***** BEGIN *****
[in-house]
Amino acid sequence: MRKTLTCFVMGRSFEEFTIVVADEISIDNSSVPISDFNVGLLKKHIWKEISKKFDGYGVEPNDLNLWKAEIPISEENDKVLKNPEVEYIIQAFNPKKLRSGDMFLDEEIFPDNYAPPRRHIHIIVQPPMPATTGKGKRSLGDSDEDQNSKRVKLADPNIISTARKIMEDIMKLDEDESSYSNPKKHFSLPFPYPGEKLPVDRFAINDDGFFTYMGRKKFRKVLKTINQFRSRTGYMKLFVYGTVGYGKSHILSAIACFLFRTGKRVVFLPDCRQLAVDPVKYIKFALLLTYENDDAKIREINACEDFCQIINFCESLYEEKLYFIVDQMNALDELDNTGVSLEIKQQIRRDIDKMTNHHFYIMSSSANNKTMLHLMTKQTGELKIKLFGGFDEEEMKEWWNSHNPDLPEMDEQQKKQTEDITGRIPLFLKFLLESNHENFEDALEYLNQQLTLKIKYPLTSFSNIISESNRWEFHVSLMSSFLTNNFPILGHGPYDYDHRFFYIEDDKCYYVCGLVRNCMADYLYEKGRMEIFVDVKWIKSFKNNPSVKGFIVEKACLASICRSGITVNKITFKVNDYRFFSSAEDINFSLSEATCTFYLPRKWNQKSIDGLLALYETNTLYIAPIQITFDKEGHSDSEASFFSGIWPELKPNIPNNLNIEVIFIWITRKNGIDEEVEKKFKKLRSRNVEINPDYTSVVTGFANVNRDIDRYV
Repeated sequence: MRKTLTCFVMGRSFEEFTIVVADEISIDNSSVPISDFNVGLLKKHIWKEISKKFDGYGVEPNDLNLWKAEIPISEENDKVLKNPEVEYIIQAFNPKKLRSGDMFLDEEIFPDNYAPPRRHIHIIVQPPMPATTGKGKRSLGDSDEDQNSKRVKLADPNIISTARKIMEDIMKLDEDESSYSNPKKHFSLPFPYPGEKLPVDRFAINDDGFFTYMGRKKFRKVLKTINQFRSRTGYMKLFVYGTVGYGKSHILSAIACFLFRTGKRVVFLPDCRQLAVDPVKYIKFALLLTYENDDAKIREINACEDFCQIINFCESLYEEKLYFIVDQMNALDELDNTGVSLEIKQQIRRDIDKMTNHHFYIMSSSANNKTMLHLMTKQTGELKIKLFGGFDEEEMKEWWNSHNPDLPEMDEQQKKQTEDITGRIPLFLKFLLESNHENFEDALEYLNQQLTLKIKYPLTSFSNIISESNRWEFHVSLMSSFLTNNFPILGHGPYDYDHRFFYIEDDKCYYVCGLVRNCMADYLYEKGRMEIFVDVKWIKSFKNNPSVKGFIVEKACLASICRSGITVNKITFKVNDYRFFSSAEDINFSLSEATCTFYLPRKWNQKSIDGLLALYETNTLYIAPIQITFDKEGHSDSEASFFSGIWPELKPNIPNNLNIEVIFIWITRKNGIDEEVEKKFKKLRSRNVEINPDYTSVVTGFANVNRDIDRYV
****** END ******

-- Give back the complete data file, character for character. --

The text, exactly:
[in-house]
Amino acid sequence: MRKTLTCFVMGRSFEEFTIVVADEISIDNSSVPISDFNVGLLKKHIWKEISKKFDGYGVEPNDLNLWKAEIPISEENDKVLKNPEVEYIIQAFNPKKLRSGDMFLDEEIFPDNYAPPRRHIHIIVQPPMPATTGKGKRSLGDSDEDQNSKRVKLADPNIISTARKIMEDIMKLDEDESSYSNPKKHFSLPFPYPGEKLPVDRFAINDDGFFTYMGRKKFRKVLKTINQFRSRTGYMKLFVYGTVGYGKSHILSAIACFLFRTGKRVVFLPDCRQLAVDPVKYIKFALLLTYENDDAKIREINACEDFCQIINFCESLYEEKLYFIVDQMNALDELDNTGVSLEIKQQIRRDIDKMTNHHFYIMSSSANNKTMLHLMTKQTGELKIKLFGGFDEEEMKEWWNSHNPDLPEMDEQQKKQTEDITGRIPLFLKFLLESNHENFEDALEYLNQQLTLKIKYPLTSFSNIISESNRWEFHVSLMSSFLTNNFPILGHGPYDYDHRFFYIEDDKCYYVCGLVRNCMADYLYEKGRMEIFVDVKWIKSFKNNPSVKGFIVEKACLASICRSGITVNKITFKVNDYRFFSSAEDINFSLSEATCTFYLPRKWNQKSIDGLLALYETNTLYIAPIQITFDKEGHSDSEASFFSGIWPELKPNIPNNLNIEVIFIWITRKNGIDEEVEKKFKKLRSRNVEINPDYTSVVTGFANVNRDIDRYV
Repeated sequence: MRKTLTCFVMGRSFEEFTIVVADEISIDNSSVPISDFNVGLLKKHIWKEISKKFDGYGVEPNDLNLWKAEIPISEENDKVLKNPEVEYIIQAFNPKKLRSGDMFLDEEIFPDNYAPPRRHIHIIVQPPMPATTGKGKRSLGDSDEDQNSKRVKLADPNIISTARKIMEDIMKLDEDESSYSNPKKHFSLPFPYPGEKLPVDRFAINDDGFFTYMGRKKFRKVLKTINQFRSRTGYMKLFVYGTVGYGKSHILSAIACFLFRTGKRVVFLPDCRQLAVDPVKYIKFALLLTYENDDAKIREINACEDFCQIINFCESLYEEKLYFIVDQMNALDELDNTGVSLEIKQQIRRDIDKMTNHHFYIMSSSANNKTMLHLMTKQTGELKIKLFGGFDEEEMKEWWNSHNPDLPEMDEQQKKQTEDITGRIPLFLKFLLESNHENFEDALEYLNQQLTLKIKYPLTSFSNIISESNRWEFHVSLMSSFLTNNFPILGHGPYDYDHRFFYIEDDKCYYVCGLVRNCMADYLYEKGRMEIFVDVKWIKSFKNNPSVKGFIVEKACLASICRSGITVNKITFKVNDYRFFSSAEDINFSLSEATCTFYLPRKWNQKSIDGLLALYETNTLYIAPIQITFDKEGHSDSEASFFSGIWPELKPNIPNNLNIEVIFIWITRKNGIDEEVEKKFKKLRSRNVEINPDYTSVVTGFANVNRDIDRYV